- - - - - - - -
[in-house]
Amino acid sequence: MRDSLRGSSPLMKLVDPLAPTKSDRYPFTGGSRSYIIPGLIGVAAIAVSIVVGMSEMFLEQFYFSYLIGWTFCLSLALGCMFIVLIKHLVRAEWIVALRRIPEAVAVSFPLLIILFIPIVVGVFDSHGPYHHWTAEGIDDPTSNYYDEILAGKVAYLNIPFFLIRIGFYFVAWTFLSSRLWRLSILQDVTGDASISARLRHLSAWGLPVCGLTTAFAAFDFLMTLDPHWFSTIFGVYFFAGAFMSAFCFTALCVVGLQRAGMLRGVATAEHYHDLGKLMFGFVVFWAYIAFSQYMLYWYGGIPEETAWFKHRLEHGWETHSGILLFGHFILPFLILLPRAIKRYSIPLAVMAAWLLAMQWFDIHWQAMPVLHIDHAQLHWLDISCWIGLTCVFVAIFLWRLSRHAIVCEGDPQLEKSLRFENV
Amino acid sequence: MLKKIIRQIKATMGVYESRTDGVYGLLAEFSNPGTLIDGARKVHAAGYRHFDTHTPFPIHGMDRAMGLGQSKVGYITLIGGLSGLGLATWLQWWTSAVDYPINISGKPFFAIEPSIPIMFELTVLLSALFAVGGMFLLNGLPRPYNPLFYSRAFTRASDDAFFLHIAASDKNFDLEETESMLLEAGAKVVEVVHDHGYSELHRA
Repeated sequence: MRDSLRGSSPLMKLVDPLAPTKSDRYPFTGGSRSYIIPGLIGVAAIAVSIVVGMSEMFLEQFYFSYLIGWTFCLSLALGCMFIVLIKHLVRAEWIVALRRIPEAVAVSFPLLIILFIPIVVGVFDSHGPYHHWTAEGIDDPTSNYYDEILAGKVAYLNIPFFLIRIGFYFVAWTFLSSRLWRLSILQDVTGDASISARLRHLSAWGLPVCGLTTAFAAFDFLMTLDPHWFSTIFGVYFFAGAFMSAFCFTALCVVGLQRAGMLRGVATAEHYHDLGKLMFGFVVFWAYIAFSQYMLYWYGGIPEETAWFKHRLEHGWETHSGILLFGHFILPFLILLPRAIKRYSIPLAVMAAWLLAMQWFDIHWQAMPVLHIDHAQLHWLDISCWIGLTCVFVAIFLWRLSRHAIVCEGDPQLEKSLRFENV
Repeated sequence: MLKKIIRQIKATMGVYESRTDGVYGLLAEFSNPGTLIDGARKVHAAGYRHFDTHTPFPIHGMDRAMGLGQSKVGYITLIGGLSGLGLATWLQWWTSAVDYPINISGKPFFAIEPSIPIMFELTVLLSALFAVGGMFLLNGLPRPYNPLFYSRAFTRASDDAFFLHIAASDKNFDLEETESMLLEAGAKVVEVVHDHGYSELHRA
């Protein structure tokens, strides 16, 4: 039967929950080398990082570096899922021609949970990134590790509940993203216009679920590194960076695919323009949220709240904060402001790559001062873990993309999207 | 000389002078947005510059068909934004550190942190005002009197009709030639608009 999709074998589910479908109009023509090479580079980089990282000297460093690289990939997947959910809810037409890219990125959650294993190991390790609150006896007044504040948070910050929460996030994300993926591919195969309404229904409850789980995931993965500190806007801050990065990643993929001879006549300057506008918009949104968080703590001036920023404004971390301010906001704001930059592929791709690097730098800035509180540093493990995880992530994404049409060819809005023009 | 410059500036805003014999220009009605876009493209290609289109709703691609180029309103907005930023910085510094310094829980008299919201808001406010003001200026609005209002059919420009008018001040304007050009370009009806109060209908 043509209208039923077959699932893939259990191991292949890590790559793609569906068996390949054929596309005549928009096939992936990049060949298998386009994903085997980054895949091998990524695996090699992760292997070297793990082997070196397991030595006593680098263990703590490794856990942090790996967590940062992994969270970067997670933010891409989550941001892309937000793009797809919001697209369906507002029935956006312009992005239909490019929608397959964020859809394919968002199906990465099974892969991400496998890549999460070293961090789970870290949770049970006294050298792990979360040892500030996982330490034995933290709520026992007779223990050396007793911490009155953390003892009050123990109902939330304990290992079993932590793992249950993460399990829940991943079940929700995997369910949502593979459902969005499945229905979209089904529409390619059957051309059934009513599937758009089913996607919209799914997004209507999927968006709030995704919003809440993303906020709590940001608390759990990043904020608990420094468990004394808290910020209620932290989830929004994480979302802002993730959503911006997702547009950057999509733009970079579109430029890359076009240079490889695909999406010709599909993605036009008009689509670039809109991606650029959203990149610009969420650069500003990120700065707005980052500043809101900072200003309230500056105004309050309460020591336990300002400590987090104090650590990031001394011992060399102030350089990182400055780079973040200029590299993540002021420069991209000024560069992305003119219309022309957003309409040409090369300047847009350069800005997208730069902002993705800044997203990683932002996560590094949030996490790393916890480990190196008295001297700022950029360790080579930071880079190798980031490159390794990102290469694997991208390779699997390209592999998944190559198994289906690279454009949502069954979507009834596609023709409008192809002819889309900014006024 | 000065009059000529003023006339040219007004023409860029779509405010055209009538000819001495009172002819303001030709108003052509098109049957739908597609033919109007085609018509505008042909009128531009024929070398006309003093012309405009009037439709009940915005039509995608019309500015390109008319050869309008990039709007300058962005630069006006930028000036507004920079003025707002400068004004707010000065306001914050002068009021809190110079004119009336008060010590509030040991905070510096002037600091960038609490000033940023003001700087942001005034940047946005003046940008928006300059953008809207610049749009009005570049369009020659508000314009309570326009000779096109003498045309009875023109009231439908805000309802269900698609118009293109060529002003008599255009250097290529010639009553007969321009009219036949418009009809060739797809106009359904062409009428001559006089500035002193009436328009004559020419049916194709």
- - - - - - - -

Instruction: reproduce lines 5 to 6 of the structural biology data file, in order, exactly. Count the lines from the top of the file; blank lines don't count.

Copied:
Repeated sequence: MLKKIIRQIKATMGVYESRTDGVYGLLAEFSNPGTLIDGARKVHAAGYRHFDTHTPFPIHGMDRAMGLGQSKVGYITLIGGLSGLGLATWLQWWTSAVDYPINISGKPFFAIEPSIPIMFELTVLLSALFAVGGMFLLNGLPRPYNPLFYSRAFTRASDDAFFLHIAASDKNFDLEETESMLLEAGAKVVEVVHDHGYSELHRA
């Protein structure tokens, strides 16, 4: 039967929950080398990082570096899922021609949970990134590790509940993203216009679920590194960076695919323009949220709240904060402001790559001062873990993309999207 | 000389002078947005510059068909934004550190942190005002009197009709030639608009 999709074998589910479908109009023509090479580079980089990282000297460093690289990939997947959910809810037409890219990125959650294993190991390790609150006896007044504040948070910050929460996030994300993926591919195969309404229904409850789980995931993965500190806007801050990065990643993929001879006549300057506008918009949104968080703590001036920023404004971390301010906001704001930059592929791709690097730098800035509180540093493990995880992530994404049409060819809005023009 | 410059500036805003014999220009009605876009493209290609289109709703691609180029309103907005930023910085510094310094829980008299919201808001406010003001200026609005209002059919420009008018001040304007050009370009009806109060209908 043509209208039923077959699932893939259990191991292949890590790559793609569906068996390949054929596309005549928009096939992936990049060949298998386009994903085997980054895949091998990524695996090699992760292997070297793990082997070196397991030595006593680098263990703590490794856990942090790996967590940062992994969270970067997670933010891409989550941001892309937000793009797809919001697209369906507002029935956006312009992005239909490019929608397959964020859809394919968002199906990465099974892969991400496998890549999460070293961090789970870290949770049970006294050298792990979360040892500030996982330490034995933290709520026992007779223990050396007793911490009155953390003892009050123990109902939330304990290992079993932590793992249950993460399990829940991943079940929700995997369910949502593979459902969005499945229905979209089904529409390619059957051309059934009513599937758009089913996607919209799914997004209507999927968006709030995704919003809440993303906020709590940001608390759990990043904020608990420094468990004394808290910020209620932290989830929004994480979302802002993730959503911006997702547009950057999509733009970079579109430029890359076009240079490889695909999406010709599909993605036009008009689509670039809109991606650029959203990149610009969420650069500003990120700065707005980052500043809101900072200003309230500056105004309050309460020591336990300002400590987090104090650590990031001394011992060399102030350089990182400055780079973040200029590299993540002021420069991209000024560069992305003119219309022309957003309409040409090369300047847009350069800005997208730069902002993705800044997203990683932002996560590094949030996490790393916890480990190196008295001297700022950029360790080579930071880079190798980031490159390794990102290469694997991208390779699997390209592999998944190559198994289906690279454009949502069954979507009834596609023709409008192809002819889309900014006024 | 000065009059000529003023006339040219007004023409860029779509405010055209009538000819001495009172002819303001030709108003052509098109049957739908597609033919109007085609018509505008042909009128531009024929070398006309003093012309405009009037439709009940915005039509995608019309500015390109008319050869309008990039709007300058962005630069006006930028000036507004920079003025707002400068004004707010000065306001914050002068009021809190110079004119009336008060010590509030040991905070510096002037600091960038609490000033940023003001700087942001005034940047946005003046940008928006300059953008809207610049749009009005570049369009020659508000314009309570326009000779096109003498045309009875023109009231439908805000309802269900698609118009293109060529002003008599255009250097290529010639009553007969321009009219036949418009009809060739797809106009359904062409009428001559006089500035002193009436328009004559020419049916194709």